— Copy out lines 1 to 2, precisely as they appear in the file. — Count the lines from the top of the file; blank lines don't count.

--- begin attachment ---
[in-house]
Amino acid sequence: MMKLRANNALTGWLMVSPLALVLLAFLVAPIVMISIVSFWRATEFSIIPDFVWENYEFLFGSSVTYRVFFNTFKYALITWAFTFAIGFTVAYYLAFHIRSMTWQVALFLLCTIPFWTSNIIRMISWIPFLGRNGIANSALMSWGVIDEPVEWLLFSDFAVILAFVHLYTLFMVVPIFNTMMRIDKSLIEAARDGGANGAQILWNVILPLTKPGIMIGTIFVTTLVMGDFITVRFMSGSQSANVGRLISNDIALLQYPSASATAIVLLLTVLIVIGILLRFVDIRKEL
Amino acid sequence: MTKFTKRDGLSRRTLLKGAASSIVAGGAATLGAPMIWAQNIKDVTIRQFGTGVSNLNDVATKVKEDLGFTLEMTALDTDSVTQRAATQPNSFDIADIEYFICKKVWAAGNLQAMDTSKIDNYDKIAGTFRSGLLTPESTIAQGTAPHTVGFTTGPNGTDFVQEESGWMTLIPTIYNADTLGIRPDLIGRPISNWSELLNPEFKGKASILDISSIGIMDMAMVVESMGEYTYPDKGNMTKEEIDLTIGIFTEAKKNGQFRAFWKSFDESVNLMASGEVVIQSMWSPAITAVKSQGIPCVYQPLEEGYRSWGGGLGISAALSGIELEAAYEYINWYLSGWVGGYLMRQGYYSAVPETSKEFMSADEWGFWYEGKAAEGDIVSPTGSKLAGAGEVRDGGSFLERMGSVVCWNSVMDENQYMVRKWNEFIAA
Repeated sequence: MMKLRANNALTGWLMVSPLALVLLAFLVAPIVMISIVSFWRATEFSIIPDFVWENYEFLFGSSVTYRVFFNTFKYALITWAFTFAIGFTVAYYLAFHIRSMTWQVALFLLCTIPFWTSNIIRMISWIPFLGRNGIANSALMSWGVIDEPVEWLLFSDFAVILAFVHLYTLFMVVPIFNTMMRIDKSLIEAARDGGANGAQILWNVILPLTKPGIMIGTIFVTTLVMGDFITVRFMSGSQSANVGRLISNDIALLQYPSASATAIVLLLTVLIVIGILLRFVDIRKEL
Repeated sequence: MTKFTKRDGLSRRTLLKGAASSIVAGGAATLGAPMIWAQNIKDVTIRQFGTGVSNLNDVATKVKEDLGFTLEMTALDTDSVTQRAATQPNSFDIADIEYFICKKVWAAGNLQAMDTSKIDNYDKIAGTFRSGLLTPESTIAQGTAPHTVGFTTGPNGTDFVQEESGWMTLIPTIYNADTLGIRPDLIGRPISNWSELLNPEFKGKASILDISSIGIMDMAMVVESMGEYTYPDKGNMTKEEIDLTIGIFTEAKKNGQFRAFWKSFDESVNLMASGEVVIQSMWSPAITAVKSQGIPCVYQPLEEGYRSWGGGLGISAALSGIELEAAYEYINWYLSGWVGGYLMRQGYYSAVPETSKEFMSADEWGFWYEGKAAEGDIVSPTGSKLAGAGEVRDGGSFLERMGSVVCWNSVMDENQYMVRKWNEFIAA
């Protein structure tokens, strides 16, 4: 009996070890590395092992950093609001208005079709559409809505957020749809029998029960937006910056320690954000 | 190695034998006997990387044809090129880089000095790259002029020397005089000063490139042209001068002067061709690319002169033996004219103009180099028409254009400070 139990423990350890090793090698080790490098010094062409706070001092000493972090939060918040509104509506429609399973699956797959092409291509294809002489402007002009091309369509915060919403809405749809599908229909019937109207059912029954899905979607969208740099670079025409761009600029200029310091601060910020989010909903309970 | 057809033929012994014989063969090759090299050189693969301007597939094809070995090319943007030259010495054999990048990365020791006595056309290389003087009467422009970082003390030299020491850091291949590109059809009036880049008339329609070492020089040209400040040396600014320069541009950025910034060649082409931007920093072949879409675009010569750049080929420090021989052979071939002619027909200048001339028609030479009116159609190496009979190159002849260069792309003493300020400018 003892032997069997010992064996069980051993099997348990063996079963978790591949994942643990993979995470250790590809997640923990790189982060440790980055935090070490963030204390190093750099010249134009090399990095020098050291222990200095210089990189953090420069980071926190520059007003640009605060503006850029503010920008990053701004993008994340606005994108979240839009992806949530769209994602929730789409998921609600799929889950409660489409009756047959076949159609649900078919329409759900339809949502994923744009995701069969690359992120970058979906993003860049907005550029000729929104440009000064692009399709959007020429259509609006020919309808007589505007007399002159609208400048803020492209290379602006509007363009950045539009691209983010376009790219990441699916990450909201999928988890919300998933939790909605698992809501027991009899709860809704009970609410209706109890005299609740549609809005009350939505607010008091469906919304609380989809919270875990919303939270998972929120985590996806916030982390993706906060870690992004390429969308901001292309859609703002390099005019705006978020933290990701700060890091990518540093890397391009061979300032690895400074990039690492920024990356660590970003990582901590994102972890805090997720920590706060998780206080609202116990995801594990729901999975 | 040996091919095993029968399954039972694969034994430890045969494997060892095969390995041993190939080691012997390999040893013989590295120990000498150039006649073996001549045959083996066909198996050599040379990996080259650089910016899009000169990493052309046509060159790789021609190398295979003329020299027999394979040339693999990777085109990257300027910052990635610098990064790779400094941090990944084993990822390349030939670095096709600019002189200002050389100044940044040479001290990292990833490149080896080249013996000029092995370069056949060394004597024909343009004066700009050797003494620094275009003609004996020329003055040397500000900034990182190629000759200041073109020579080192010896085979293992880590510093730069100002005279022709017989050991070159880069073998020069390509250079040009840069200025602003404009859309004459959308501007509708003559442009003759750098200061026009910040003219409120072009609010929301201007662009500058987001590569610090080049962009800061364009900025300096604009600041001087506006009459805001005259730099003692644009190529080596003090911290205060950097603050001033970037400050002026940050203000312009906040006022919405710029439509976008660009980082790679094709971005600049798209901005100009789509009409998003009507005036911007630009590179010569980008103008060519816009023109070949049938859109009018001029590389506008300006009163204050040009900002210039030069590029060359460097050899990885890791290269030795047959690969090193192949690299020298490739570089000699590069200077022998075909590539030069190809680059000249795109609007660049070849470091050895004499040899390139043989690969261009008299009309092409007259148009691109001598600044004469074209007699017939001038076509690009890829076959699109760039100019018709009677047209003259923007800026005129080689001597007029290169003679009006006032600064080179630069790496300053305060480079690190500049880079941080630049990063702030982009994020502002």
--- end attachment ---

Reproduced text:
[in-house]
Amino acid sequence: MMKLRANNALTGWLMVSPLALVLLAFLVAPIVMISIVSFWRATEFSIIPDFVWENYEFLFGSSVTYRVFFNTFKYALITWAFTFAIGFTVAYYLAFHIRSMTWQVALFLLCTIPFWTSNIIRMISWIPFLGRNGIANSALMSWGVIDEPVEWLLFSDFAVILAFVHLYTLFMVVPIFNTMMRIDKSLIEAARDGGANGAQILWNVILPLTKPGIMIGTIFVTTLVMGDFITVRFMSGSQSANVGRLISNDIALLQYPSASATAIVLLLTVLIVIGILLRFVDIRKEL